Last summer, 789 Chrysler and about 2,000 General Motors dealers received letters from the manufacturers saying that their services were no longer required. Both were In bankruptcy and consequently allowed to make decisive moves that might be prohibited by law otherwise. So they trimmed what they considered to be “underperforming dealers” from the rolls.
GM, at least, gave dealers until their current franchise agreements ran out, which for the vast majority is in October, to shut down. And it had an informal appeal process that allowed a few dealers to successfully plead their cases to stay open. Chrysler was much more brutal, giving the 789 terminated dealers less than a month to shut down.
In Central Florida, eight Chrysler dealers — which sold Chrysler, Jeep, Dodge or some combination — got the ax. General Motors has never released a list of terminated dealers, but the best guess is that about 15 statewide got “Dear Dealer” letters, and that does not include brands that GM is closing or selling: Saab, Hummer, Pontiac and Saturn.
That was that, until last month, when President Obama signed a bill that will allow terminated dealers a chance to plead their cases before a neutral arbitrator. The American Arbitration Association is compiling a list of arbitrators — most of them judges or attorneys with a financial background — and dealers who filed for arbitration before the deadline a week ago will have their cases heard, and decided, by the middle of June. More than 1,500 dealers paid the estimated $2,000 in filing expenses, well more than half of the terminated dealers.
In Central Florida, some dealers will fight the closing. Holler Chevrolet and Classic Chevrolet, both controlled by the Holler family, will appeal. “Our roots go deep into the Chevrolet brand, and we feel a strong sense of commitment to our Chevrolet customers. That’s why we are participating in this process,” said dealer counsel Frank Hamner. Holler has been selling GM products in Orlando since 1938.
But some dealers will not fight. “We didn’t file,” said Buddy Vickers, whose Jimmie Vickers Jeep dealership in Merritt Island lost its Jeep franchise after 38 years when Chrysler awarded it to a Dodge-Chrysler dealership a mile up the road. “The cards are stacked against a small dealer,” Vickers said, “and I don’t think we’d stand much of a chance, particularly given what it could cost.”
Vickers remains in business selling Suzukis, and performing service on Jeeps. “It still hurts,” Vickers said. “I especially feel bad for my father, who started this store nearly 40 years ago. It isn’t right, but it is what it is.”
Other dealers have already closed after being paid some negotiable termination fee by the manufacturer to essentially go away. That was the case with Massey Cadillac in Sanford, which is owned by Charlotte, N.C. -based Sonic Automotive, controlled by motorsports magnate Bruton Smith. “We lost some dealers, but we aren’t appealing any of them,” Smith said. “We just took the money and closed them up.”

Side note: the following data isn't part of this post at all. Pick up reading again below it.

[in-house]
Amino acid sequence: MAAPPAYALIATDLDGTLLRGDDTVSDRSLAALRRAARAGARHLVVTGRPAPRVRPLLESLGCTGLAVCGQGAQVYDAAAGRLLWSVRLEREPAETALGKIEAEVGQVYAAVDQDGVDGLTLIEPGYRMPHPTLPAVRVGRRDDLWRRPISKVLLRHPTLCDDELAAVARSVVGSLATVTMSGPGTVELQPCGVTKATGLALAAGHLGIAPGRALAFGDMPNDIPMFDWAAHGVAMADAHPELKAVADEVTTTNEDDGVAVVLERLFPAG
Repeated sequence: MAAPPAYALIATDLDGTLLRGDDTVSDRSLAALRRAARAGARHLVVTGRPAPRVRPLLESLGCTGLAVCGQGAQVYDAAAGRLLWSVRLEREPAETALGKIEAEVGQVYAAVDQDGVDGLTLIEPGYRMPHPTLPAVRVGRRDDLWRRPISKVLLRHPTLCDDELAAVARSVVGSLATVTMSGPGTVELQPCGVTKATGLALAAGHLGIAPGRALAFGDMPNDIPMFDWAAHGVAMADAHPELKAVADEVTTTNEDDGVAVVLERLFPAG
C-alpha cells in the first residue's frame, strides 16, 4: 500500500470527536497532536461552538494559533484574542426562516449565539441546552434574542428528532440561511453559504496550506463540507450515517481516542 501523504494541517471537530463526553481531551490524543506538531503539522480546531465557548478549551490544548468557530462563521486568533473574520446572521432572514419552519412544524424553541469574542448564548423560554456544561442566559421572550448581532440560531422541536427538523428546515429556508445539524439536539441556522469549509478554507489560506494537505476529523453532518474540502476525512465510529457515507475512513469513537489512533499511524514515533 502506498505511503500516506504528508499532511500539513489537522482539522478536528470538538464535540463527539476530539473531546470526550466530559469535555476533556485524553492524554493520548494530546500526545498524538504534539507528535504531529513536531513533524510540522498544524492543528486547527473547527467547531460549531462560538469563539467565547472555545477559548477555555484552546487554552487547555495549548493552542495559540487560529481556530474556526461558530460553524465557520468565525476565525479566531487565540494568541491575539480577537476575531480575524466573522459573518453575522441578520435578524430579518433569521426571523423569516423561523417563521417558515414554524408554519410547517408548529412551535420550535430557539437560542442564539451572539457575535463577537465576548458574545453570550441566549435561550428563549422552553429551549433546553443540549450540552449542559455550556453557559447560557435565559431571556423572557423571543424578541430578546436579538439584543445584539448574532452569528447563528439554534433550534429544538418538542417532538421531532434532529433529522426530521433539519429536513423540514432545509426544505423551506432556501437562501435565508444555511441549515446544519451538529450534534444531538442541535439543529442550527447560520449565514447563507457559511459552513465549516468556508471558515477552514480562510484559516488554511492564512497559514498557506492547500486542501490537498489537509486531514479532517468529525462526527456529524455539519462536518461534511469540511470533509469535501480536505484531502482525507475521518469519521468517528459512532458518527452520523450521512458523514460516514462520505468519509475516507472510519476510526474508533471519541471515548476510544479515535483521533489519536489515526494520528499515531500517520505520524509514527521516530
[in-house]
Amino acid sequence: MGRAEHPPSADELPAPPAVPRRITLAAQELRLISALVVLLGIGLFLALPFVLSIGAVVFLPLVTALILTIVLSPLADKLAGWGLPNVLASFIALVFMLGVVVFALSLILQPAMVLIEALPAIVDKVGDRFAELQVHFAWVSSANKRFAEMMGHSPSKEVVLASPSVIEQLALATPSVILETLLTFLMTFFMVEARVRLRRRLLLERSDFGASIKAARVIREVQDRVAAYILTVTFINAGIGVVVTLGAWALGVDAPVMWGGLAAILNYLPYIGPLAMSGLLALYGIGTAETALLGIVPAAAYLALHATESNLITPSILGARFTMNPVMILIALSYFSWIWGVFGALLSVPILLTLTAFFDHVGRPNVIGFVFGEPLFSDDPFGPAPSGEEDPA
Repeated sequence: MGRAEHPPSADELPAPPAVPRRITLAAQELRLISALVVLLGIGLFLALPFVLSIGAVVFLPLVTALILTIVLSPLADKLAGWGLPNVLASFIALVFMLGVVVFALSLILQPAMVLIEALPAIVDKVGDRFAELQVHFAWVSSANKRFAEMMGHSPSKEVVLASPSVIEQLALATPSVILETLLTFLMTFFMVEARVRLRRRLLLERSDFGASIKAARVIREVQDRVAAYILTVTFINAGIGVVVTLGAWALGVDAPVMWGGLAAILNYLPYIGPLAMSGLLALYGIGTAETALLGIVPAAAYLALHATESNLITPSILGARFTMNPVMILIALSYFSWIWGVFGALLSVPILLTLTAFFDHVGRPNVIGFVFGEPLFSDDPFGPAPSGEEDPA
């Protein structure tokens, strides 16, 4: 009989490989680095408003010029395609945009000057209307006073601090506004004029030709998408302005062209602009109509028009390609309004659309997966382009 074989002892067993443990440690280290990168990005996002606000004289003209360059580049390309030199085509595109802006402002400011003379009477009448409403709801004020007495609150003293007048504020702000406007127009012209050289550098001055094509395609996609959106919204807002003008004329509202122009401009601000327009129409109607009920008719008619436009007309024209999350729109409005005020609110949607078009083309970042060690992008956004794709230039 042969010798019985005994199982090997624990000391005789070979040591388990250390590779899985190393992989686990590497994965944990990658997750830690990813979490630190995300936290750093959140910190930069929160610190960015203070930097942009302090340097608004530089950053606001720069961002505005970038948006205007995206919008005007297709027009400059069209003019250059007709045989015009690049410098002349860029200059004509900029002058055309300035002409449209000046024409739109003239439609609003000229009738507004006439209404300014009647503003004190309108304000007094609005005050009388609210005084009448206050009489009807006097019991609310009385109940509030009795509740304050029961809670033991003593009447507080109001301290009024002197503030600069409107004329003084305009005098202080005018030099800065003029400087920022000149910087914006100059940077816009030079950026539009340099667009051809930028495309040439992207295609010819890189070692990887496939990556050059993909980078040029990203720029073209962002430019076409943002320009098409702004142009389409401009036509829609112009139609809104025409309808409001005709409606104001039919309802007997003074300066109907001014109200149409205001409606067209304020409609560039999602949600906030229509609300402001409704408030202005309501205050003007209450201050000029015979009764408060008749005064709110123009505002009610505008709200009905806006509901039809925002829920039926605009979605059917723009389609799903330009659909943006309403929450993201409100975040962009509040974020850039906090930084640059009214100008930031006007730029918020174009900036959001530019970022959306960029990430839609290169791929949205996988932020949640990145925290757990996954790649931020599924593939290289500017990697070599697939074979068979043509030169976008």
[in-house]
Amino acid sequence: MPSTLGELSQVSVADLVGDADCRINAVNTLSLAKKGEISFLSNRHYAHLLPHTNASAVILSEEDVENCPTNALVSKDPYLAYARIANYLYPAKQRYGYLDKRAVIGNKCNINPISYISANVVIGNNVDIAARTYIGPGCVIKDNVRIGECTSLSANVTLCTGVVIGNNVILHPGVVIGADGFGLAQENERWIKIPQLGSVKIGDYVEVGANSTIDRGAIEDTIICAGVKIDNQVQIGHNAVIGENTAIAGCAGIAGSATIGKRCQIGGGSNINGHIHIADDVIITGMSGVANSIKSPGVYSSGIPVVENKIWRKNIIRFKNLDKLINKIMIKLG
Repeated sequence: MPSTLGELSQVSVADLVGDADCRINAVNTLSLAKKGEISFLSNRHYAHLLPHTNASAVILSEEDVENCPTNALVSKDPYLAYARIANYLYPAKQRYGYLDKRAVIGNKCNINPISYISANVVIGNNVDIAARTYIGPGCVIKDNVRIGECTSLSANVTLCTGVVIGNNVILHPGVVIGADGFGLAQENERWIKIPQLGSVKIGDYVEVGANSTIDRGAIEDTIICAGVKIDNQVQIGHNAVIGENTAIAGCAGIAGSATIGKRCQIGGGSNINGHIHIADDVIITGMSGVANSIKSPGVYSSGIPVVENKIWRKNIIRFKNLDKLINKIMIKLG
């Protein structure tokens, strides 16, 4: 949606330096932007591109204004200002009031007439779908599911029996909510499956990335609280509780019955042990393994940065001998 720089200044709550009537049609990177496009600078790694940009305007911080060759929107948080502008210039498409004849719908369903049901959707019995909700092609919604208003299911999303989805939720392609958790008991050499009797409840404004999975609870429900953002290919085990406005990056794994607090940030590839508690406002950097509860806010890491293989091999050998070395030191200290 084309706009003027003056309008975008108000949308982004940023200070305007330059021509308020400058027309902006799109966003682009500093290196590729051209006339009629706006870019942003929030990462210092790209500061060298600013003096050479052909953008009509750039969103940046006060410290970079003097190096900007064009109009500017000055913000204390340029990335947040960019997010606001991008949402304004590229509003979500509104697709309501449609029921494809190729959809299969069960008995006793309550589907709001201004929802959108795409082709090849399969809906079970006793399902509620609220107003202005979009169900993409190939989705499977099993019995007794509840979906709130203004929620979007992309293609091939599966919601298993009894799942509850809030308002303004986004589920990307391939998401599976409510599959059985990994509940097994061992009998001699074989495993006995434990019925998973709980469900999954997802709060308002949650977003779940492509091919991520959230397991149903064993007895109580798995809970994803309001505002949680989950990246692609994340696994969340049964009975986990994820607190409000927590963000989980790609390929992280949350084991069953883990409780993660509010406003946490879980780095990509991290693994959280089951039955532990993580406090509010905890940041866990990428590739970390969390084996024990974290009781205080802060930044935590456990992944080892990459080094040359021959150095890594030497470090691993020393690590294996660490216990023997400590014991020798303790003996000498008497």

Sonic still has 11 dealers in Florida.
So even if a dealer arbitrates, what are the chances of succeeding?
It depends on a lot of things, said attorney Alex Kurkin of Kurkin Forehand Brandes, a law firm in Miami. Kurkin is handling 10 arbitration cases, including some for Central Florida dealers. Kurkin said he must prove the dealership was terminated without proper cause. Three outcomes are possible: The dealership can be terminated, it can be reinstated or the manufacturer can negotiate some financial settlement to close the case.
The arbitrator will be agreed upon by both sides, and if they can’t agree, one will be appointed, Kurkin said.
“We have so much work to do between now and the June deadline,” Kurkin said. “Normally we have months to prepare a case. With this, we have weeks.”
And, unless one side can prove “gross” misconduct during the arbitration process, the decision is binding.
Kurkin could probably have more than 10 cases if he wanted, “but that’s all I want to handle right now. This is an incredibly complex, time-dependent procedure.” Total costs for a dealer? As much as $80,000, Kurkin estimated. That is especially hard on Chrysler dealers, who have not been in business since last June.
In Florida, if you have been out of business for a year, you have to re-file with the state as a brand-new business. All 789 Chrysler dealers lost their franchises last June. “That’s why this June deadline for completing arbitration is so critical for Chrysler dealers,” Kurkin said.
And one aspect of the process that makes it even tougher for Chrysler dealers, such as Jimmie Vickers Jeep. Even if the arbitrator decides in the dealer’s favor, and Chrysler must return the franchise to the dealer, there is no provision that requires Chrysler to take the franchise away from a dealer that it was awarded to last year. So even if Vickers arbitrated and prevailed, the Dodge-Chrysler dealer a mile up the road could still have its new Jeep franchise. That would then have to be resolved under state franchise laws.
It’s a mess, but at least it’s a second chance for wronged dealers to plead their cases. Chrysler and GM acted arbitrarily in many of their closings, with no concern for loyal dealers, even less concern for loyal customers. This could get interesting.